American democracy at work.
The quadrennial cycle of electing the highest office in the land--and perhaps the most powerful person in the world--ought to be no lighthearted task. Yet the chaotic enthusiasm of these elections we have so ingrained into cultural phenomenology suggest that facetious narrative nevertheless. Nowhere is this trend more evident than in the caucus system. More messy than the primary voting system, in which a simple party vote is taken to determine a nominee, the caucus system is a rather convoluted iteration of a town-hall style meeting possible. And in our great state of Utah, on March 22nd, the Democrats and the Republicans held their party caucuses in various locations across the state. In the last few days, our mailboxes, phone lines, emails, television sets--every possible line of communication--have been flooded with political paraphernalia and small-talk stamped with the names and faces of various political candidates. Even our seemingly irrelevant homeland has weathered invasions from Trump, Sanders, Cruz, and Kasich alike. The message that they sent was clear: Utah matters.
I had the privilege of attending what became a historic Utah Democratic caucus. Held in the Little Theater at Logan High School, close to 3000 voters shuffled through the cramped room, casting their ballots for the Democratic presidential nominee. And at 5:45, fifteen minutes before polls opened, a snake of a line had formed within the halls of the English building. Volunteers passed out Clinton stickers and Sanders stickers as they traversed the line as ballots were passed back. Officials pointed and attempted to direct the hectic scene that was unfolding. “Next!” they yelled as voter after voter stormed the entrance of the room, casting their ballots. Soon after the opening, the line became a massive arc stretching from the football field to the edge of the baseball field. Even more impressive was the fact that these caucus-goers represented only one of three Cache County caucus locations. Could citizens, newly motivated by this year’s political spectacle, be gathering en masse across the valley as well?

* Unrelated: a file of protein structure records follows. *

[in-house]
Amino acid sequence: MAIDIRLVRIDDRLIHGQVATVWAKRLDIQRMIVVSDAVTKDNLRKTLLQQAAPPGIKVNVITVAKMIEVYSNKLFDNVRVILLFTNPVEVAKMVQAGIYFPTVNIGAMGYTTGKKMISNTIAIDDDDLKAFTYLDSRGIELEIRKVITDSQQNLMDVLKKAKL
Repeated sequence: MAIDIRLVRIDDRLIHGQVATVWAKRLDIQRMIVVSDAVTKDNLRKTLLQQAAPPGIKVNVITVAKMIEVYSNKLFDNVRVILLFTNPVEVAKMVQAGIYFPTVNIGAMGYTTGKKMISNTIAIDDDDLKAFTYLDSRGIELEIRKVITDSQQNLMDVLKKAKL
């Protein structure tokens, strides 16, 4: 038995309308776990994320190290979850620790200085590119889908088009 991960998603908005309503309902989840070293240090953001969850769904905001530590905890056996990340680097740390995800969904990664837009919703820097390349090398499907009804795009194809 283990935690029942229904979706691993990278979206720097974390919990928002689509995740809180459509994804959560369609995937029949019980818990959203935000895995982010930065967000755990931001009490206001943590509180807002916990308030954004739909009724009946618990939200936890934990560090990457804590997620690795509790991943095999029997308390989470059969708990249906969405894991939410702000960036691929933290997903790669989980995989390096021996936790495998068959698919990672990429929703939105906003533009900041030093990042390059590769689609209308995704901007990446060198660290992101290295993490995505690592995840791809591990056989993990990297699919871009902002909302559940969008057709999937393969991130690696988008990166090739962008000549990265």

Eric Strand, Logan High’s head track coach, began his athletic journey at Campbell County High School in the oiling town of Gillette, Wyoming. He played football his freshman and sophomore years, with track in the spring, running mostly shorter distance sprint events.
When his junior year came around, he decided to join the cross-country team, and found his place among distance running, although track was where his real talent was, in the 800 meter run specifically. He won a 400 meter individual state championship while with the Camels, as well as three team championships, and recorded a personal 800 meter high school best of 1:52. He was also able to compete in two national-class meets.
His first coaching experience came when he was still at Campbell County. His coach founded a track camp for youth in elementary and middle school.
Coach Strand recalls, “I enjoyed teaching people something that I understood well and had a lot of experience doing.”
Immediately after high school, Strand attended Idaho State University in Pocatello for five years on a running scholarship. Strand took part in cross-country in the fall to stay in shape for the spring season. He didn’t run any faster than he did in high school until his sophomore year when he ran an 800 meter time of 1:50.19 at the 2010 SUU Invitational. Eric ended his collegiate career with an individual Big Sky Conference Championship in the 800 meter run and nine All-Conference awards.